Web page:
It is a rare and treasured privilege for a writer to receive from a reader -- to read a story the reader wrote to express the impact of the original story on the reader, or just a thank-you note, or a whole essay on the effect a book has had on a real living person's life choices. 

How does a writer select what brushstrokes of philosophy to put into a work -- and what to leave out?  I mean other than considerations of marketing?

In order to select, one must have a replete inventory to select from.  That means a collection of odd bits and pieces -- mostly the kind of trivia that writer-type folks tend to become fascinated with, to pursue, and to collect.

In fact, the signature feature of a "writer" at the age of 5 or 10 is just that kind of curiosity and attention that leads them to investigate this and that, here and there, thither and yon until they drive their parents totally around the bend.

And the most annoying thing about young writers-to-be is the incessant asking of questions, the worst being, "Why?" 

The answer to "Why?" is always, ever, and perpetually PHILOSOPHY. 

Within the envelope subject of philosophy you find all the Religions, all the forms of Spirituality, and every speculation on the origin, structure and process of "The World" and "Life."  You find cosmology, cosmogony, and epistemology inside Philosophy.

Philosophy is the bedrock study of the proto-writer. 

All the answers are in there, but there's no way to tell which answer is THE answer. 

So a writer setting out to do a job of worldbuilding so they can tell stories in that world has to slice out a subset of issues, and choose AN answer, knowing it's not their own answer (and shouldn't be).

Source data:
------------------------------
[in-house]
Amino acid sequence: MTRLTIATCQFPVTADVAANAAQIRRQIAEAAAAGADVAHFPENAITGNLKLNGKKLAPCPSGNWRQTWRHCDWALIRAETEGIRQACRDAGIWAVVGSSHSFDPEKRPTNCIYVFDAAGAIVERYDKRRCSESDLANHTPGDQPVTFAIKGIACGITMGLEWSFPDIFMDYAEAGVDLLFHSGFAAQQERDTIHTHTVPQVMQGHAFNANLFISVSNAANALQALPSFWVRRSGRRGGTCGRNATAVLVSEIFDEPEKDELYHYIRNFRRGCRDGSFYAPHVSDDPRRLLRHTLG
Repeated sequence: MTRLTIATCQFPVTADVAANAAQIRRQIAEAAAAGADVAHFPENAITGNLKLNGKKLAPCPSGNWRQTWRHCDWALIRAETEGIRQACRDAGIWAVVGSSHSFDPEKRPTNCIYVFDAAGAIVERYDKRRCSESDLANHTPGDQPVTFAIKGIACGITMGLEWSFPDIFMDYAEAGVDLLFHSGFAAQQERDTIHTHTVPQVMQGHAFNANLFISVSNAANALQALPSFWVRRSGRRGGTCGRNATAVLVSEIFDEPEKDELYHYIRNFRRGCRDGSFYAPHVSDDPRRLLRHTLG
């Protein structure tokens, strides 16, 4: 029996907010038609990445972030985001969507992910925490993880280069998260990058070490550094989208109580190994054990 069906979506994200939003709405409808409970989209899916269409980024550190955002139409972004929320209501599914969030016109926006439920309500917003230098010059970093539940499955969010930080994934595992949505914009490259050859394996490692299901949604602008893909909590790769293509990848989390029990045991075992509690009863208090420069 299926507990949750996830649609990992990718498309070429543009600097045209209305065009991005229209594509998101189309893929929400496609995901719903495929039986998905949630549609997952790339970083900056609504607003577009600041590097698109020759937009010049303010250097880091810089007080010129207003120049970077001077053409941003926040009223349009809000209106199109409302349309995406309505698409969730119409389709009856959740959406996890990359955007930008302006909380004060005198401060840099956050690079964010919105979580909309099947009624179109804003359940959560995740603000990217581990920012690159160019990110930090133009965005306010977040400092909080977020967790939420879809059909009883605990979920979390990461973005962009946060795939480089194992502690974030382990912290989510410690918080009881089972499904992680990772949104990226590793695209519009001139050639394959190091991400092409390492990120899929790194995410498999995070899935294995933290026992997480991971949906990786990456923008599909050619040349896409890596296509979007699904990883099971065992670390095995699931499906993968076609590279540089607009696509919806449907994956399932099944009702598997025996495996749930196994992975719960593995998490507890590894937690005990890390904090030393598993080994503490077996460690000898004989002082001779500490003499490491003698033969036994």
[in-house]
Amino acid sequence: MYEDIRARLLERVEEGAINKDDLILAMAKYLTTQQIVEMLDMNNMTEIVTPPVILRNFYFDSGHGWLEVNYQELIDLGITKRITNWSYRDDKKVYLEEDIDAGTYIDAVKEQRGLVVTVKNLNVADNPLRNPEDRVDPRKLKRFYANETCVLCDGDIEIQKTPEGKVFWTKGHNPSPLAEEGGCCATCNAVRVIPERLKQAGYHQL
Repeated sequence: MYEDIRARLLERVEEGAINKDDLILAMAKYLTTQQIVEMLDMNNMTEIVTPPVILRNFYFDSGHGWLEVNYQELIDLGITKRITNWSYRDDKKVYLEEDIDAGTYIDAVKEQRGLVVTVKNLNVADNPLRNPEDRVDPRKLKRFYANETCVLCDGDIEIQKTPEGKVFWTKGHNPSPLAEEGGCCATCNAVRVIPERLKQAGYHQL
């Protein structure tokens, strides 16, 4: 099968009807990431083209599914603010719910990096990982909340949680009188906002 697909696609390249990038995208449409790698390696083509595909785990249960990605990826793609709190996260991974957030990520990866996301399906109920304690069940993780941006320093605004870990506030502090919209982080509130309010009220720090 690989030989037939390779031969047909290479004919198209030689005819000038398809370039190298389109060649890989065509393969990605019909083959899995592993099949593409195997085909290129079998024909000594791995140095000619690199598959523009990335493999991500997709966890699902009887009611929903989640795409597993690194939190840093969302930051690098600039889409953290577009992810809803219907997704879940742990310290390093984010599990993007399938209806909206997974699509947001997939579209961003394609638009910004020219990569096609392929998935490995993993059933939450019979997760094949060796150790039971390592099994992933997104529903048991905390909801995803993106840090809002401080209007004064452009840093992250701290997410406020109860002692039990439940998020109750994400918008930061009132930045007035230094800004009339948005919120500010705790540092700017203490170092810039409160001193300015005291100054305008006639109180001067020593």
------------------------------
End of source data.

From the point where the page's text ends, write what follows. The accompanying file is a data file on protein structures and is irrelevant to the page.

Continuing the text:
Selecting that one sub-set of material from all they know, the writer then draws a picture of "the world" -- and sets characters loose to explore it and find answers the character can use to craft the character's life.

When I started out writing, I surveyed the world around me and found a subject that was a source of a major issue in many people's lives.  And I built the entire "world" of Sime~Gen around that issue.

The issue is what I call COMPASSION -- and the root of it is the extremely esoteric process of GIVING and RECEIVING.

I have subsequently spent many years studying the various theories and philosophies surrounding this "transaction" -- the root of dialogue is giving and receiving, or a transaction, a bargain, a deal.

You can start with the Creator of the Universe calling to Avram and saying "Come walk in my ways and I'll make of you a Great Nation."  And Avram picking up (in his eighties!  A city boy, a shopkeeper who sold idols for a living) and taking off into the wilderness before even asking, "What ways?"